Oil futures curves have been in backwardation – when the closer futures contract can be sold for a higher price than it costs to buy a futures contract with a further expiry date, resulting in a profit for the investor – for most of the past year, driven by perceived tightness in short-term supply1. This has provided investors with ‘roll yield’ on top of the gains made from spot price movements in oil.
While we believe that the oil market is balanced at present, there is supply tightness in specific areas – especially in heavier crudes – and this could be enough to ensure that the oil futures curve remains mostly in backwardation going forward. Here’s a closer look at current oil market supply and demand dynamics.
Oil curve backwardation
Recent curve backwardation has largely been engineered by the Organisation of Petroleum Exporting Countries (OPEC). Since January 2017, the oil cartel has restricted the supply of oil by assigning its members and partners a quota for the amount of oil that they produce. Although the cartel has historically had a poor history of complying with quotas, this time it has done exceptionally well. Part of the reason for this, is that up until June 2018, each country was allocated an individual quota (rather than a group-wide limit) and this helped to restrict oil supply.
Another reason OPEC has done well in complying with quotas is because of unintended production disruptions. Recently, Venezuela has experienced an economic implosion, and this has impacted oil production significantly. Supply disruptions in Libya and Nigeria have also contributed to OPEC supply volatility.
Can backwardation last?
In June 2018, OPEC abandoned individual country quotas, so the level of quota compliance that we have seen over the past year may not last if the organisation reverts to its old ways. This could explain why the very front of the Brent futures curve went back into contango – when it costs more to buy the new futures contract than the amount received from selling the old futures contract – in July and August. Indeed, Saudi Arabia – the largest OPEC nation – has clearly expanded production since the end of the country-quota system, as have other countries.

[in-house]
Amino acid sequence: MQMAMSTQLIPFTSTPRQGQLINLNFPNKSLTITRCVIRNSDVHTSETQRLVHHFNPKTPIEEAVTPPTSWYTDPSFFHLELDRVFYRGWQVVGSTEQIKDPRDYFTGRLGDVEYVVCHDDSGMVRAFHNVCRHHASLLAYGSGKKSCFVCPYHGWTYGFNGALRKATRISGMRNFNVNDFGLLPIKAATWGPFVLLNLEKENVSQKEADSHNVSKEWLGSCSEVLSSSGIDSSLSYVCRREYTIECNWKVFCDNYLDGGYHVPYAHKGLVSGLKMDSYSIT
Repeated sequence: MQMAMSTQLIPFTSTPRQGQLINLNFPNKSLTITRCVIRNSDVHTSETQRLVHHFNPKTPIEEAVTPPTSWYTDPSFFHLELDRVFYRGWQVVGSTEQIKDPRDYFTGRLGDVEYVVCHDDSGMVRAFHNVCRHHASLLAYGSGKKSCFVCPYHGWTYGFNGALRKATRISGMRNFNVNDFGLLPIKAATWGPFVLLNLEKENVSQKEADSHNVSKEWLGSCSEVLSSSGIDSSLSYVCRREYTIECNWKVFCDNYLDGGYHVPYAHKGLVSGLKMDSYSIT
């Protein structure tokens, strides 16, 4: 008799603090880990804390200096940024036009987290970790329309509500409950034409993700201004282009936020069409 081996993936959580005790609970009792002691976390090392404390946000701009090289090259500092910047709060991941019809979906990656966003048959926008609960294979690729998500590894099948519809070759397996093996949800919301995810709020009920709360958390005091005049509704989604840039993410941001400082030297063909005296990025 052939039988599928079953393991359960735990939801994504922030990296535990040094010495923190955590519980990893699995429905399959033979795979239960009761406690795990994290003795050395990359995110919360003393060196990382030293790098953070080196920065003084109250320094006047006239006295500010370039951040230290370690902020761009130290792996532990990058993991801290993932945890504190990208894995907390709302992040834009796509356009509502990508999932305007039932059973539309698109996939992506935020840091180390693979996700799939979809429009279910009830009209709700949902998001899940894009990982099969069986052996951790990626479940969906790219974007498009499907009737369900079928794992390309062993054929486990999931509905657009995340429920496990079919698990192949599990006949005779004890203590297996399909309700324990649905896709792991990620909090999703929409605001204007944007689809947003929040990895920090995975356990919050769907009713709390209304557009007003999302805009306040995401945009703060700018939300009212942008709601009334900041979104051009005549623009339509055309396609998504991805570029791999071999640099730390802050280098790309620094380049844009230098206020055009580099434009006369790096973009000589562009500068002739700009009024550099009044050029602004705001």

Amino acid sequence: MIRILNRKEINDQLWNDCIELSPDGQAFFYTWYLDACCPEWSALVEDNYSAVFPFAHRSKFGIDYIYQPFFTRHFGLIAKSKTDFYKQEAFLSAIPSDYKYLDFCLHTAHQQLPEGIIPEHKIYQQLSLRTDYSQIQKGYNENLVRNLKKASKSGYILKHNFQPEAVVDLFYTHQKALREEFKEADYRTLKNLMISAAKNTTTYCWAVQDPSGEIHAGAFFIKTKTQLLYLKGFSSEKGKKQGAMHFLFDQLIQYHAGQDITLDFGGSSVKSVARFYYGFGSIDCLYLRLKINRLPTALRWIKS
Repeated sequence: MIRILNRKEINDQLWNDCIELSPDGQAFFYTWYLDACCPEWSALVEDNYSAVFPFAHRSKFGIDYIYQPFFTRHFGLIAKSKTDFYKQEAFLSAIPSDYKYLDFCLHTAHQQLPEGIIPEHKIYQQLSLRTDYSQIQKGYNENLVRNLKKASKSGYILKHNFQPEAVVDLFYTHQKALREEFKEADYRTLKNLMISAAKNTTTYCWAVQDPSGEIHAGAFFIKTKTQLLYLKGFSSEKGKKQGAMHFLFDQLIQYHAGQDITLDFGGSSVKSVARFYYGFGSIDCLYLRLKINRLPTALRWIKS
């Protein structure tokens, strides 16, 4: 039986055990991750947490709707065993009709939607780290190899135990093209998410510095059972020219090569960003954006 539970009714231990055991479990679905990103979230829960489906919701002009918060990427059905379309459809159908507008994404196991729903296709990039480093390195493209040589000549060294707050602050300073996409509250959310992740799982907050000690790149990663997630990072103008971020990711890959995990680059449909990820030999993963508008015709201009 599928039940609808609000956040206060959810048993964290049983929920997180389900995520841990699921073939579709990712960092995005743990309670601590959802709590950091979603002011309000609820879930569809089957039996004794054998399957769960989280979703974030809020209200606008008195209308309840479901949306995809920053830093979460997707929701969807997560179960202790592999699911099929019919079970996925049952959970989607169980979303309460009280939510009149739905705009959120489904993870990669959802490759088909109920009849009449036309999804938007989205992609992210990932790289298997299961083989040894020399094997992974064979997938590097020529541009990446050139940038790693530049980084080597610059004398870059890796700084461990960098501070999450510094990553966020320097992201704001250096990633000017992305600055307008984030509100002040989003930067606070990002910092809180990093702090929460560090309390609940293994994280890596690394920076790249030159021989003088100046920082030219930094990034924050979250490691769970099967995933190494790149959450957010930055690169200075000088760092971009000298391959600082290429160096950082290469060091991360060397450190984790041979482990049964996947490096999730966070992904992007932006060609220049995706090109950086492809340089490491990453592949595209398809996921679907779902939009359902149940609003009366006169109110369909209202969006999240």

After going back to an all-backwardated curve, the short end of the curve is now back in contango, a move underpinned by fears of over supply from increasing rig count in the US, as well as delays in the full implementation of sanctions on Iran. Despite those recent developments, we do not expect them to significantly impact long term supply. While the front end of the curve will remain prone to shifts, we do not see it to durably get back to a mostly contangoed curves.
Figure 1: Year-on-year difference in OPEC oil production
Source: Bloomberg, WisdomTree, data available as of close 05 October 2018.
Historical performance is not an indication of future performance and any investments may go down in value.
Tightness concentrated in heavy crudes
In relation to supply disruption, supply of the ‘heavier’ crudes is most at risk, in our view. Venezuela, Iran and Canada produce ‘heavy’ (low API gravity), ‘sour’ (high sulphur) crudes and these countries experienced the bulk of supply disruption this year.
Most of the world’s growth in crude oil supply is currently from US tight oil, which is ‘light’ (high API gravity) and ‘sweet’ (low sulphur). So, even though global oil supply is close to balance at the headline level, growth in oil production is uneven, with declines in supply of heavy crudes, and gains in supply of light crudes2.
Moreover, while US tight oil is seeing supply growth, there are limitations to this growth. Infrastructure needs to grow in lock-step with growth in oil production, and infrastructure limitations could slow the pace at which US shale can help satisfy global oil needs.
Demand remains strong for now
Looking at forecasts from the International Energy Agency (IEA), demand for oil looks set to remain healthy, with the IEA expecting oil demand to grow by 1.4 mb/d in 2018, and 1.5 mb/d in 2019 (following 1.5 mb/d growth in 2017). Over the medium term, the dearth of capital investment in oil production is likely to lead to tightness if demand continues to remain robust.
Oil futures likely to remain in backwardation
While we believe that the market is in balance at present, there is supply tightness in specific areas and this could be enough to ensure that the futures curve remains mostly in backwardation.
We don’t believe that a new wave of supply is forthcoming as a lack of investment in oil exploration and production should keep supply contained, and it may only take another supply shock to Libya or to Canada to cast doubts on supply. We also think that demand will remain robust, assuming today’s bullish demand expectations are not unfounded.
1 For a full description of backwardation, contango, roll yields, spot return, total return, excess return and collateral yield please see Costs and Performance Tab on our ETPedia page.
2 Energy Information Administration, WisdomTree, data available as of 04 October 2019.
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